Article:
Will A Strong Brand Story Save Chipotle?

When faced with a cri­sis that under­mines its core premise, can the fast casu­al leader derive redemp­tion from its brand sto­ry?

Lisa Lacy By Lisa Lacy. Join the discussion » 0 comments

Chipo­tle, which per­haps ush­ered in the “quick ser­vice” era as it rede­fined what was pos­si­ble with fast food, is one brand with a strong sto­ry that has long embraced mes­sag­ing around “Food with Integri­ty.” Now faced with a cri­sis – one that under­mines its core premise – will Chipotle’s strong brand sto­ry be its sal­va­tion?

Chipotle’s sto­ry high­lights an obses­sion with three com­po­nents: fresh, high-qual­i­ty raw ingre­di­ents, clas­sic cook­ing meth­ods, and dis­tinc­tive atmos­pheres. And the result was an army of rabid fans and an increas­ing­ly com­pet­i­tive land­scape. How­ev­er, well-pub­li­cized E. coli and norovirus out­breaks have put the brand on the defen­sive and, for the first time, this dar­ling of the chain restau­rant com­mu­ni­ty has dis­played con­tri­tion instead of fur­ther mes­sag­ing meant to dis­tance itself from its fast food for­bears, such as The Scare­crow and Unneces-scary.

Anatomy Of A Response

In response to the out­breaks, Chipo­tle closed its 1900 loca­tions for four hours on Feb­ru­ary 8 for a com­pa­ny-wide meet­ing that dis­cussed what it has learned and so it could “[out­line] for [more than 50,000 employ­ees] the steps that have been tak­en out­side the restau­rants to make Chipo­tle ingre­di­ents safer than ever.” That includes a food safe­ty pro­gram with high-res­o­lu­tion DNA-based test­ing of ingre­di­ents, changes to food prep and han­dling prac­tices, enhanced inter­nal train­ing, and paid sick leave. Chipo­tle has also been rel­a­tive­ly trans­par­ent through­out, live tweet­ing the Feb­ru­ary 8 meet­ing with the hash­tag #ChipotleAll­Team, as well as adding details about its new food safe­ty pro­gram on its web­site, along with a let­ter from founder and co-CEO Steve Ells. The brand also attempt­ed to soft­en the restau­rant clo­sure blow by offer­ing free bur­ri­tos “if we messed up your lunch plans [on Feb­ru­ary 8].” And like Sub­way in the wake of its Jared Fogle cri­sis, time will tell if the out­breaks do any long-term dam­age to the Chipo­tle brand.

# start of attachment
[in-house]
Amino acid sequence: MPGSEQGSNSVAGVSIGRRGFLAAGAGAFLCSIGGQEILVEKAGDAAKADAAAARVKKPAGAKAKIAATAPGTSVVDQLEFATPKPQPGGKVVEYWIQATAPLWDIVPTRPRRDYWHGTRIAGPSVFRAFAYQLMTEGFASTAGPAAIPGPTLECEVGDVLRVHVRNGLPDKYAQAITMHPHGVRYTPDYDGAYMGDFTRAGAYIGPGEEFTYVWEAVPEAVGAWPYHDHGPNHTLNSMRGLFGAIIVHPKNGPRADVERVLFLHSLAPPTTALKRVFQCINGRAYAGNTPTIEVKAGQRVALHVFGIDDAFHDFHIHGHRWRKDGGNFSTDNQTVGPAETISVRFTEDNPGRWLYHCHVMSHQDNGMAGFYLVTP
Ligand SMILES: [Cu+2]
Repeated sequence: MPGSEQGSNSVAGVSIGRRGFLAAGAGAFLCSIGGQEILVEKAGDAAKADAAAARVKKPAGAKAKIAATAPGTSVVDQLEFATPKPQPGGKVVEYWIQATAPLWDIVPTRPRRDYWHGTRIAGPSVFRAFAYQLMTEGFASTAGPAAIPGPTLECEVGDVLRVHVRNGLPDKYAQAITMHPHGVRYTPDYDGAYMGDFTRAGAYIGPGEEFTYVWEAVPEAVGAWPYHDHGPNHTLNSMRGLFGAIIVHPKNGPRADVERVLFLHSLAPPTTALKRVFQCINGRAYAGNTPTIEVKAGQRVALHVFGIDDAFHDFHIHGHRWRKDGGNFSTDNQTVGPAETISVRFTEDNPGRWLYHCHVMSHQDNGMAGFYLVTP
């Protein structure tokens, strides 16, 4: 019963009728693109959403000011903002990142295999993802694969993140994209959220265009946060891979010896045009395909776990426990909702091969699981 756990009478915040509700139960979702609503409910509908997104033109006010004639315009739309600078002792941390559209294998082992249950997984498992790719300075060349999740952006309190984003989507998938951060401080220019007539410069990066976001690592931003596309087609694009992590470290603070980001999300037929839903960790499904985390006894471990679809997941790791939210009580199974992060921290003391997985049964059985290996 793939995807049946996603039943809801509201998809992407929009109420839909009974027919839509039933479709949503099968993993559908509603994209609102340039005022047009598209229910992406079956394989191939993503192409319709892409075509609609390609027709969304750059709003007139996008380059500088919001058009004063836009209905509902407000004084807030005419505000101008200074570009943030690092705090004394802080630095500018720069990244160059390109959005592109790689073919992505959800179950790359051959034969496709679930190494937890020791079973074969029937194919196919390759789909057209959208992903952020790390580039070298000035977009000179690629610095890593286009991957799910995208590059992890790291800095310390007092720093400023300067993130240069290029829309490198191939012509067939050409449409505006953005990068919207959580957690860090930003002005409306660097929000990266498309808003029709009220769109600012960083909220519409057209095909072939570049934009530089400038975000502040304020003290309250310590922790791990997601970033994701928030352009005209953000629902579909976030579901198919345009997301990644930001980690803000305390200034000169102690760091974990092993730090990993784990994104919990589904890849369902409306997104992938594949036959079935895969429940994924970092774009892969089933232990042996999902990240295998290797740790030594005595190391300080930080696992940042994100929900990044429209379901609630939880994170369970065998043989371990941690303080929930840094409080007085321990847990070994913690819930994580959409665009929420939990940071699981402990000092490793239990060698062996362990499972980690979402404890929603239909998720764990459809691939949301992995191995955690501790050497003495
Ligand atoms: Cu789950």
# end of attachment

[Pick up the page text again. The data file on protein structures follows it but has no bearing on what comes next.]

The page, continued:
What About Chipotle’s Super Fans?

Chipotle’s his­toric appeal, how­ev­er, was not just bur­ri­tos. Like Toms Shoes and War­by Park­er, there’s an ele­ment of social good – in which ingre­di­ents “are sus­tain­ably grown and raised respon­si­bly with respect for the ani­mals, the land, and the farm­ers who pro­duce the food” – which has giv­en Chipo­tle a key com­pet­i­tive advan­tage to date and fueled brand love, includ­ing cus­tomers who have gone as far as incor­po­rat­ing Chipo­tle into their wed­dings. Will this remain the case if it turns out Food with Integri­ty had an aster­isk?

Other Brands Just Aren’t in the Same League

In the mean­time, com­peti­tors like Qdo­ba and Moe’s South­west Grill smelled blood and were quick to try to cap­i­tal­ize. How­ev­er, their eager­ness to dog pile is also per­haps a tes­ta­ment to Chipotle’s pow­er, which is intrin­si­cal­ly linked to its brand sto­ry.

Nei­ther Qdo­ba nor Moe’s can real­ly com­pete sto­ry-wise. To wit: Per Qdo­ba, a whol­ly owned Jack in the Box sub­sidiary, its brand is about “[liv­ing] a more fla­vor­ful life” in which “guests and team mem­bers alike are encour­aged to cel­e­brate indi­vid­u­al­i­ty, break down the walls of con­ven­tion, and bold­ly craft a meal that’s packed full of fla­vors.” For its part, Moe’s calls itself “a fun and engag­ing fast-casu­al restau­rant fran­chise serv­ing a wide vari­ety of fresh, made-to-order South­west fare in a wel­com­ing envi­ron­ment that rocks,” which includes “fun, pop-cul­ture inspired names” for menu items and a cul­ture that wel­comes all “except, of course, fugi­tives.”